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Gathering Twine

For those who live on a farm, tangled piles of baling twine grow quickly, much of it destined for landfills.

Tenth-grader Alex Updegraff's family's goat and sheep farm in Rogue River can stuff an 80-pound feed bag with the polypropylene plastic twine in about four months.

"It drives me crazy throwing the twine away," Alex said. "I thought it would be cool to gather all the twine and recycle it."

Alex and two Rogue River High School classmates, sophomore Kaitlin Kindell and junior Joseph Mele are holding a twine drive this month at the Grange Co-op as a part of their Future Business Leaders of America project. The twine eventually will be shipped to Brooks-based Agri-Plas Inc. to be recycled.

About 30 million tons of plastic were thrown away in 2006 in the United States, taking up 11.7 percent of landfills, according to the EPA. Plastic, made of petroleum and natural gas, takes centuries to degrade.

Another aspect of the students' project was a survey of about 25 businesses in Jackson County to gather target market information for Agri-Plas.

The company is considering opening a location in Southern Oregon.

Currently, there is limited plastic recycling in Southern Oregon. Agri-Plas offers a pickup service to businesses, collecting shrink wrap and other plastic wrappers and containers for recycling.

The plastic is cleaned, ground up and sold for production of items such as flower pots, pickup bed liners and new baling twine.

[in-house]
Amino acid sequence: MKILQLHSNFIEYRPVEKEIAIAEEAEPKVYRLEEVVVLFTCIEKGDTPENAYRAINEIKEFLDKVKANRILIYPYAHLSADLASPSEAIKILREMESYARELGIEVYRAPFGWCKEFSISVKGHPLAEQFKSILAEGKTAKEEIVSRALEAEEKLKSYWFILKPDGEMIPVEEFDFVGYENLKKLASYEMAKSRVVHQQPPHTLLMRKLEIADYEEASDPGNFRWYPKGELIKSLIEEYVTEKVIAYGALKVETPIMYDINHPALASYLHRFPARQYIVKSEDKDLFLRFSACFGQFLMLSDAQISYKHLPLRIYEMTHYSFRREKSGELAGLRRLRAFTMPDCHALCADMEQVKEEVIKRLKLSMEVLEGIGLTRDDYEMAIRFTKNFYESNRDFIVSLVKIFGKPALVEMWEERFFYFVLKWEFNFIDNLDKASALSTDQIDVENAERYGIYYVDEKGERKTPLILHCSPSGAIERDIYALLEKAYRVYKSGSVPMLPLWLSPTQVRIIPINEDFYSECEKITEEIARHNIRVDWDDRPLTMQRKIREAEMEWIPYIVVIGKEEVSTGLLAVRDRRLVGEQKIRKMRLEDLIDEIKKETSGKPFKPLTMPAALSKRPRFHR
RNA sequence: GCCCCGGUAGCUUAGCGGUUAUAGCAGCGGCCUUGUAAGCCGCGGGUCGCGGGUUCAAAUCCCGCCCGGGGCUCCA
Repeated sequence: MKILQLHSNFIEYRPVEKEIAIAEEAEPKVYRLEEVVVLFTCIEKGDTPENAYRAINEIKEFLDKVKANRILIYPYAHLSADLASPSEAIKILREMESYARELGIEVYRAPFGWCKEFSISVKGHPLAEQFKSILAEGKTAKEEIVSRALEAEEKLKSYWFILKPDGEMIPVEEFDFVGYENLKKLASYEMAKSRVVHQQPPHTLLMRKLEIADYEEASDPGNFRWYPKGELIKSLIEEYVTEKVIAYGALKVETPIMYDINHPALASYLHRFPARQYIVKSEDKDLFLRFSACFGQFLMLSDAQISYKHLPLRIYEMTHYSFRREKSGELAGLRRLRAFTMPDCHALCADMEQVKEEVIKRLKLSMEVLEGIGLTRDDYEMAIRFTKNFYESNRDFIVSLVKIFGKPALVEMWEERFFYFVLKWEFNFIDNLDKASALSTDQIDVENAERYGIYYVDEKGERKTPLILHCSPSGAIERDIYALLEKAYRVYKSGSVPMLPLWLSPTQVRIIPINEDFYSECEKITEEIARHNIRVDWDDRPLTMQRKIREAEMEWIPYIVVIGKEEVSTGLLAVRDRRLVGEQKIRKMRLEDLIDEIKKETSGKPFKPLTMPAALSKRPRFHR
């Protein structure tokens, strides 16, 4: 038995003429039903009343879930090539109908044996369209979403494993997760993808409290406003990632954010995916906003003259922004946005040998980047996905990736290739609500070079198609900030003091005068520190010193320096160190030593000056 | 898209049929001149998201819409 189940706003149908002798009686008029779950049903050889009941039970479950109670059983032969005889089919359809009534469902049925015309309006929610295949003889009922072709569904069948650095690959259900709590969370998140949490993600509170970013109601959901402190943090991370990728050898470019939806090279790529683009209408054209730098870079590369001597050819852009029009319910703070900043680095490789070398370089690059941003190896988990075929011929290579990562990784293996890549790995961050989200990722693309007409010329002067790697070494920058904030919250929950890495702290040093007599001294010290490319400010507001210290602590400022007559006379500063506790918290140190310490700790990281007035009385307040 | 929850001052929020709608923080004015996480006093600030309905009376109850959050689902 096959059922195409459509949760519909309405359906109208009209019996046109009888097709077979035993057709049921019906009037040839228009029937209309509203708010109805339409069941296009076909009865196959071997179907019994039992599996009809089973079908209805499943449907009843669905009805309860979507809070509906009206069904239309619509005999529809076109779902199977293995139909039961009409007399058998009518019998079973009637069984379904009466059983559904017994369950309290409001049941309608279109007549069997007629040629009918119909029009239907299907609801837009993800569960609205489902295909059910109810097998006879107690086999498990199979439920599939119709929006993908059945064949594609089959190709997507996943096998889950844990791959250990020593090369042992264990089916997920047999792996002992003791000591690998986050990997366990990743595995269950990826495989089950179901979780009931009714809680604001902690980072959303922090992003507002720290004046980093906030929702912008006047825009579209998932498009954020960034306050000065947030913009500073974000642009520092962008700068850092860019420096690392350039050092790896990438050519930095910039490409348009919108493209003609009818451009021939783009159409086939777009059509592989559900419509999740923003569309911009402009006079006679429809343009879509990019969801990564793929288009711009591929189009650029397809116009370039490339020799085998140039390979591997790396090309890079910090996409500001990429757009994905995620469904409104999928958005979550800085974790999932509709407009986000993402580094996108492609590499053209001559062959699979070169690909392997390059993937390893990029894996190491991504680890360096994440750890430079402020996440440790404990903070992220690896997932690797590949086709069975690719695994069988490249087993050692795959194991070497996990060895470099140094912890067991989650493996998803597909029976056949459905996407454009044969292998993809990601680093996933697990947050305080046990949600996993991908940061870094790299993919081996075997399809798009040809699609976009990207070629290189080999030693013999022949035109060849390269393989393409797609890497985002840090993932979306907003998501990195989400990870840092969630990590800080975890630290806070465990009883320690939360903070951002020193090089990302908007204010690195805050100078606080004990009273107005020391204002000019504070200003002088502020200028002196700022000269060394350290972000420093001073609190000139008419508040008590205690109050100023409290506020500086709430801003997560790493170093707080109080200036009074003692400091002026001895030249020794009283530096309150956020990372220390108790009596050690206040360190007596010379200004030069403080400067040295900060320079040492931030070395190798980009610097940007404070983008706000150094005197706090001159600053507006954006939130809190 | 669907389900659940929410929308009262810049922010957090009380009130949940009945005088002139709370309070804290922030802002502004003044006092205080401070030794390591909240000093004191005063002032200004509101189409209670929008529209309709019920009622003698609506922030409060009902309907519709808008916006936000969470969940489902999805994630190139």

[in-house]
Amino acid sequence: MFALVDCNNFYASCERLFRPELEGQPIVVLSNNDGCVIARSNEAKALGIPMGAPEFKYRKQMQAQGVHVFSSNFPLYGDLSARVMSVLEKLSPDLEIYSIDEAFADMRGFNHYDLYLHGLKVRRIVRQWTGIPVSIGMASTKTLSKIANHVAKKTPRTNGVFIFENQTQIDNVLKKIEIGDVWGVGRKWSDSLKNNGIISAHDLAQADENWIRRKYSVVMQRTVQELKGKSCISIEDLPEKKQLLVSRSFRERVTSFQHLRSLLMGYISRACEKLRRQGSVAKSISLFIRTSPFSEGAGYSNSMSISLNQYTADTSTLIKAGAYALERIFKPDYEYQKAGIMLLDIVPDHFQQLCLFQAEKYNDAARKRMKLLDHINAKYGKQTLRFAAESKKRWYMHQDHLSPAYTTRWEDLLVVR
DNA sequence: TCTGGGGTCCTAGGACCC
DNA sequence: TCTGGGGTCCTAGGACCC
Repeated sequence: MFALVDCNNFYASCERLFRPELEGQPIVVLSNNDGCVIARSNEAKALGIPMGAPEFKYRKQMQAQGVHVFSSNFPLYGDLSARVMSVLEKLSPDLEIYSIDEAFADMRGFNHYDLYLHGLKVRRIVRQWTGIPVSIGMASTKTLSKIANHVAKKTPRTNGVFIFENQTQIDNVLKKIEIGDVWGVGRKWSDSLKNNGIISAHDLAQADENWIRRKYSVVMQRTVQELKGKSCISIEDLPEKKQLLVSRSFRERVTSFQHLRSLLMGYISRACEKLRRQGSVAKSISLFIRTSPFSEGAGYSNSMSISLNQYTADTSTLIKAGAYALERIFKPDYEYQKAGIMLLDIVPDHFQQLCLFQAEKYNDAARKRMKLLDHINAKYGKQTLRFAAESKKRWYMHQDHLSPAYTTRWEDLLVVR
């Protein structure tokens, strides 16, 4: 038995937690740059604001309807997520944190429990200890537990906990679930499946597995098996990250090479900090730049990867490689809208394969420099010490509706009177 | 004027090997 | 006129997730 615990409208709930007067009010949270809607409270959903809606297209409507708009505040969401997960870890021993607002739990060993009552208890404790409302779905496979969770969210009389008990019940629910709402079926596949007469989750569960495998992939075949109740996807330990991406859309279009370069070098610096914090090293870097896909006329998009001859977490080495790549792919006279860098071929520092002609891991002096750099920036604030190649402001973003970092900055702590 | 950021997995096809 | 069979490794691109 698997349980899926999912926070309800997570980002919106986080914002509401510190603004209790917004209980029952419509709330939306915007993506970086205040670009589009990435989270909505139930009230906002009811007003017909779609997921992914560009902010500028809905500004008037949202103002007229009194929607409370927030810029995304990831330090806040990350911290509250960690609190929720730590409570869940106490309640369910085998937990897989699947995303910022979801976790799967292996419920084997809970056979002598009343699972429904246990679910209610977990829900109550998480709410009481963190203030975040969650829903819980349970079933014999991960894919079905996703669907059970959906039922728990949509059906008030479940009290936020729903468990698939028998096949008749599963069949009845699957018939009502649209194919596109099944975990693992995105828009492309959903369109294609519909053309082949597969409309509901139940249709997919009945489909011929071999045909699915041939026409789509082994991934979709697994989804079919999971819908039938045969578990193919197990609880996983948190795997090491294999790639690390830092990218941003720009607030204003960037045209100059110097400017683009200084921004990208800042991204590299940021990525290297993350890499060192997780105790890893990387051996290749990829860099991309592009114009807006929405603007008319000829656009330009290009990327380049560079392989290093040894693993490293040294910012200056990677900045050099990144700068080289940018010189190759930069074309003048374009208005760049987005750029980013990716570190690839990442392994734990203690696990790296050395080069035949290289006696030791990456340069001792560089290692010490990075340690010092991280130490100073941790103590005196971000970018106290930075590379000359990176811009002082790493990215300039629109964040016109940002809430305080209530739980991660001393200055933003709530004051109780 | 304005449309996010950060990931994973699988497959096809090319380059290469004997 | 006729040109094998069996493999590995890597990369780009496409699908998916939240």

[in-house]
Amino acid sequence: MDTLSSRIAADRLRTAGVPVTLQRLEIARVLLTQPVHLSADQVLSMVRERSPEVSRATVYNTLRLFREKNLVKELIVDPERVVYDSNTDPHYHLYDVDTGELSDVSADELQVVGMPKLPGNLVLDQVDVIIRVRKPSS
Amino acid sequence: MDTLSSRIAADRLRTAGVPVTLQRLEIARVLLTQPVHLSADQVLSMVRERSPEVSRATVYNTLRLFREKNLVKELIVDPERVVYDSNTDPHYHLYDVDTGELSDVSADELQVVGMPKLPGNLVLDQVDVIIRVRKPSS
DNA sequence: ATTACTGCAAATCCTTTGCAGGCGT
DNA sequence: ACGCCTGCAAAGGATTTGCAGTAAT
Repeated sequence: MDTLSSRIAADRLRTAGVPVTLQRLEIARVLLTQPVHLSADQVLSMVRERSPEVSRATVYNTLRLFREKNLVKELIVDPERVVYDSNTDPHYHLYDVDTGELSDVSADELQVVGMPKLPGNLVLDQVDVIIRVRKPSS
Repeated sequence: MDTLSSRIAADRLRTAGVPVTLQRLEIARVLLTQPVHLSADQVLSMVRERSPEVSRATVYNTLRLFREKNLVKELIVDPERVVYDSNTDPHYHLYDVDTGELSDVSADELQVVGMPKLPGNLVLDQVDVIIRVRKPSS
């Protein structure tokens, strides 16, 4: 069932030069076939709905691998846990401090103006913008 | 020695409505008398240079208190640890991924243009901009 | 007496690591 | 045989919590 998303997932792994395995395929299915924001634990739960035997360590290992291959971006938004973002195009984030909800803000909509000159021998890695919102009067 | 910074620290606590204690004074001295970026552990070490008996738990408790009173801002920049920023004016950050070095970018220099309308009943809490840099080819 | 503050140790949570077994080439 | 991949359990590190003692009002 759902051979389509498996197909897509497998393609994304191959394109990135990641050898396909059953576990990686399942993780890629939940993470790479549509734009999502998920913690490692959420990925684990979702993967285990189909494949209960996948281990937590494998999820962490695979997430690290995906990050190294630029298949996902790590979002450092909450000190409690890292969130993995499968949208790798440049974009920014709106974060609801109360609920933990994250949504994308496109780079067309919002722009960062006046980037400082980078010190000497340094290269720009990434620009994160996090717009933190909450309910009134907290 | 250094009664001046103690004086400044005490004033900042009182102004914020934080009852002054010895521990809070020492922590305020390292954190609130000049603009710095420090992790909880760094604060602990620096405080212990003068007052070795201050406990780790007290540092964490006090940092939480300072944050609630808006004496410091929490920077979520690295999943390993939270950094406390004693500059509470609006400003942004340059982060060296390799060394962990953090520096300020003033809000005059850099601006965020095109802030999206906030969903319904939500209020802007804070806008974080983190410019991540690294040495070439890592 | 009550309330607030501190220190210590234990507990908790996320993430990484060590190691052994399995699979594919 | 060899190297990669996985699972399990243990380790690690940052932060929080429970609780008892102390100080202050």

The students queried businesses about the type and volume of plastics they throw away, disposal costs and whether they would be willing to recycle the materials if it was free to do so.

"They would rather it go toward something useful," Kaitlin said. "The plastic takes up a lot of space. Recycling it benefits businesses because it's free. Throwing it in the garbage costs something."

The businesses generated enough plastic for weekly pickup, said Paige Prewett, coordinator of Jackson County Saving Money and Resources Together Business Program, who served as the students' mentor.

The SMART business program helps support community efforts to come up with new recycling and conservation solutions.

The students' project will be entered in a state competition April 16 in Portland. They will be judged on their ability to generate interest in their business project, Prewett said.

To help boost participation in the twine drive, the students phoned local 4-H clubs, equestrian groups; and roping, penning, beef and horse clubs.

"Our people skills got really good," Kaitlin said. "We learned how to deal with different temperaments."

Reach reporter Paris Achen at 541-776-4459 or pachen@mailtribune.com.

From left, Rogue River High School students Alex Updegraff, Kaitlin Kindell and Joseph Mele hold a pile of baling twine. The students are working on a project they hope will bring a plastic recycling location to Jackson County. - Jim Craven